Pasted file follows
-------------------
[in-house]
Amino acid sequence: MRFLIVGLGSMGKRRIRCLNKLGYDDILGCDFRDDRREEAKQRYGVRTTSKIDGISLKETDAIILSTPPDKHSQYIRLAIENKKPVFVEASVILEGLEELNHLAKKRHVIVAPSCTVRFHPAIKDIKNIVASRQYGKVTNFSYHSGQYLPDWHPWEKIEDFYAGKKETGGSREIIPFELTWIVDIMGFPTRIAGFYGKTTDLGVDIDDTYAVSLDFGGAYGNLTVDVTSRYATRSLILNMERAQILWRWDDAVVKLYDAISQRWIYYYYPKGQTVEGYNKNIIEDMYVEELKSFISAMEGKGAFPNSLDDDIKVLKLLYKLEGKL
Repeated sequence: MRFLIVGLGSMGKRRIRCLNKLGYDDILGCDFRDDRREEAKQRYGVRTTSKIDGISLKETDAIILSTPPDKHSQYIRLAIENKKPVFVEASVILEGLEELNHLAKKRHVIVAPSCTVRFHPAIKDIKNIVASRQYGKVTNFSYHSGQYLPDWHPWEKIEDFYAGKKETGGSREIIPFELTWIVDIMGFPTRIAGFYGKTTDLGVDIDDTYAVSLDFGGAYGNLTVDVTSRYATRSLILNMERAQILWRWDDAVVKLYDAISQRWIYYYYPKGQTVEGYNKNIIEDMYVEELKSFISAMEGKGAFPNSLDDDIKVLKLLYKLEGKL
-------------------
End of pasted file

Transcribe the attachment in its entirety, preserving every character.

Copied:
[in-house]
Amino acid sequence: MRFLIVGLGSMGKRRIRCLNKLGYDDILGCDFRDDRREEAKQRYGVRTTSKIDGISLKETDAIILSTPPDKHSQYIRLAIENKKPVFVEASVILEGLEELNHLAKKRHVIVAPSCTVRFHPAIKDIKNIVASRQYGKVTNFSYHSGQYLPDWHPWEKIEDFYAGKKETGGSREIIPFELTWIVDIMGFPTRIAGFYGKTTDLGVDIDDTYAVSLDFGGAYGNLTVDVTSRYATRSLILNMERAQILWRWDDAVVKLYDAISQRWIYYYYPKGQTVEGYNKNIIEDMYVEELKSFISAMEGKGAFPNSLDDDIKVLKLLYKLEGKL
Repeated sequence: MRFLIVGLGSMGKRRIRCLNKLGYDDILGCDFRDDRREEAKQRYGVRTTSKIDGISLKETDAIILSTPPDKHSQYIRLAIENKKPVFVEASVILEGLEELNHLAKKRHVIVAPSCTVRFHPAIKDIKNIVASRQYGKVTNFSYHSGQYLPDWHPWEKIEDFYAGKKETGGSREIIPFELTWIVDIMGFPTRIAGFYGKTTDLGVDIDDTYAVSLDFGGAYGNLTVDVTSRYATRSLILNMERAQILWRWDDAVVKLYDAISQRWIYYYYPKGQTVEGYNKNIIEDMYVEELKSFISAMEGKGAFPNSLDDDIKVLKLLYKLEGKL